Friday, June 26, 2009


There are two main harvests for farmers in Kansas. In summer we have wheat and in the fall we have corn, milo and soybeans. Alfalfa all summer long.

The first harvest that I can remember was threshing oats. The folks lived south and west of Minneapolis before moving to where we live now. So dad had some ground rented over there. It was 16 miles from home. I would have to take the crawler tractor from home to the Barfind place which was the name of the owners of the ground dad rented. At four miles per hour it took a long time. He let me do it because it took so long and I didn't care. I was about seven years old.

Dad had planted oats there and he had bound it up into bundles with a 6 foot binder. He hired a man that owned a threshing machine and had a crew that helped him. He went all around threshing oats and wheat. They had teams of horses they used to pull hayracks to go out and pick up the bundles and bring them to the threshing machine.

The first combine I remember that we had was an IHC#8 that we pulled with a tractor. The combine had a four cylinder Waukesha engine that ran it. It had a 12 foot header. Someone would run the tractor and someone would run the combine. We pulled it with a 10-20 or a 15-30 steel wheeled tractor. The combine had a steel platform that you stood on--no seat, so you had to stand all day long. From there you would have to operate the engine and raise and lower the platform which was done with a long lever. Sometimes I would have to hang my full weight on the lever because I wasn't strong enough to operate it. When we were younger Dad or Mom would operate the combine and we kids would climb up into the combine bin and ride there. That was a lot of fun. We would let the wheat coming in the bin cover us to our waist then we'd work our way out of the wheat. The bin was high off the ground, about 10 feet, so that was exciting to us too. There was a canvas that fed the wheat into the combine and you had to take it off every night because the dew would stretch it then it wouldn't stay tight. It was a dirty job running the combine, but the dirtiest job was cleaning out the sieve and Dad would always say "You are smaller, you can crawl in there". The beards from the wheat would get stuck in it and you'd have to take a screw driver and clean them out or the grain couldn't fall through it and it would just go out the back of the combine on the ground and be lost.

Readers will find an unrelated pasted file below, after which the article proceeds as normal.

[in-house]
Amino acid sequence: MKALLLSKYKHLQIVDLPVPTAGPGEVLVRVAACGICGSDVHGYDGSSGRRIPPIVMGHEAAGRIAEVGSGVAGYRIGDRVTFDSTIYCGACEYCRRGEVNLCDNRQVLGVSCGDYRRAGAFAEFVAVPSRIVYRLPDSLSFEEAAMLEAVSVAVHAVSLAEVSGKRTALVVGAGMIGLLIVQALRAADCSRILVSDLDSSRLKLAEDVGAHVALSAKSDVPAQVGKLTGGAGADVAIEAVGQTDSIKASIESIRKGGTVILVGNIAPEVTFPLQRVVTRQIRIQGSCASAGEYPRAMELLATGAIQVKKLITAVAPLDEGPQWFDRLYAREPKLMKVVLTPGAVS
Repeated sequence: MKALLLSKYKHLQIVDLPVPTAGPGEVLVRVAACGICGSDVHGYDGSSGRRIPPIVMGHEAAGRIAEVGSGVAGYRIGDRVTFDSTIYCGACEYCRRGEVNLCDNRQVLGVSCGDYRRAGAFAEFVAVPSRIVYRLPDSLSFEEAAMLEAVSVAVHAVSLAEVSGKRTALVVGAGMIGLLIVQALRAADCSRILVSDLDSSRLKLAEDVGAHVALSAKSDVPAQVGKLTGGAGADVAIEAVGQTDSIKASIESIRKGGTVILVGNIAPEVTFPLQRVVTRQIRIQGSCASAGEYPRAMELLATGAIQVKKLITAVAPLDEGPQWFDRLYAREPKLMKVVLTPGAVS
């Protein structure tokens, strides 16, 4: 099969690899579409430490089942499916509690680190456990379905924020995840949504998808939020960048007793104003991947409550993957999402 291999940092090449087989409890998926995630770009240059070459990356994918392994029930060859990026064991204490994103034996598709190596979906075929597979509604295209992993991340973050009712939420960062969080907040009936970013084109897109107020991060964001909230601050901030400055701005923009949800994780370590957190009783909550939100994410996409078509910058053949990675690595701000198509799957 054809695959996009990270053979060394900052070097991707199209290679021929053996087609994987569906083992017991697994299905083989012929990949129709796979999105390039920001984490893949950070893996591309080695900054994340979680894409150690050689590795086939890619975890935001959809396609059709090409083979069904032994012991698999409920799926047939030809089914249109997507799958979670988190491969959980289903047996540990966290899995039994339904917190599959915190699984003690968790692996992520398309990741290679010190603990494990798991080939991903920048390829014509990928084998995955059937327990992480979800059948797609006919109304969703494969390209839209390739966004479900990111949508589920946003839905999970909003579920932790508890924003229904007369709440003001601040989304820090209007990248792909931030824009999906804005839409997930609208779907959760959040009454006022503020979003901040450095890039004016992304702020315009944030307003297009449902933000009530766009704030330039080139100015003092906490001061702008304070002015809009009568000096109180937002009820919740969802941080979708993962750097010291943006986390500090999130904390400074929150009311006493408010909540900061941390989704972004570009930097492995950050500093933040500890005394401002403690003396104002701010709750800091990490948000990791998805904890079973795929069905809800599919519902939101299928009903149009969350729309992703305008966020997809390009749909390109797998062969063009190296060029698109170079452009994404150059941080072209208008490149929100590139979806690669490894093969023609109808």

One year a neighbor asked Dad if we could help him cut his wheat as we were done cutting. Dad told him that he was busy but if he didn't care Donna and I could come and help him. So we took the combine and tractor and helped him cut his wheat. Donna ran the tractor and I ran the combine. Harvest was a good time for eating. The women would serve up a feast. We usually had fried chicken, mashed potatoes and gravy, vegetables, homemade bread, pies and cakes and lemonade made with fresh lemons. All this food was homemade, homegrown and delicious. The first day we were helping the neighbor cut wheat he said "Come on. we'll go the house and eat dinner". He had a couple of other hired men and we all sat around this big table. His wife had all the food on the table except the fried chicken. She brought the platter of chicken and set it by one of the hired men. He took a couple of pieces and passed it on and when it got to her husband there were 4 or 5 pieces left on the platter. He took his fork and swiped them all off on his plate. She had to go get more chicken before Donna and I could eat. Donna and I talked about that often and thought it was odd that he did that, but funny too.

Harvest was hard work, especially scooping the wheat into the grain bin at home. It would be a hundred degrees and I thought I would surely die before I got the trailer unloaded. Older men could empty a 55 bu. trailer and never stop. They knew how to handle a scoop in a way I hadn't mastered yet. There weren't many trucks, mainly 4 wheel trailers that most people pulled behind their car to the elevator. Some had a pickup that held about 35 bu. that they hauled it with. Today (June 27th) they cut our wheat and hauled it out in semis that hold 900 bu. at a time.

Wheat planted on hill ground would yield approximately 5 to 10 bu. an acre. Better ground would yield 15 to 20 bu. an acre. Wheat today runs from 30 to 70 bu. an acre.

The first self propelled combine I ever saw was in the mid-40's. When I was in high school I went with a harvest crew cutting wheat from Hennessy, Okla. to Presho, S.D. He had a 12 ft. self propelled that we would load on a small straight truck. I did this for about 6 summers.

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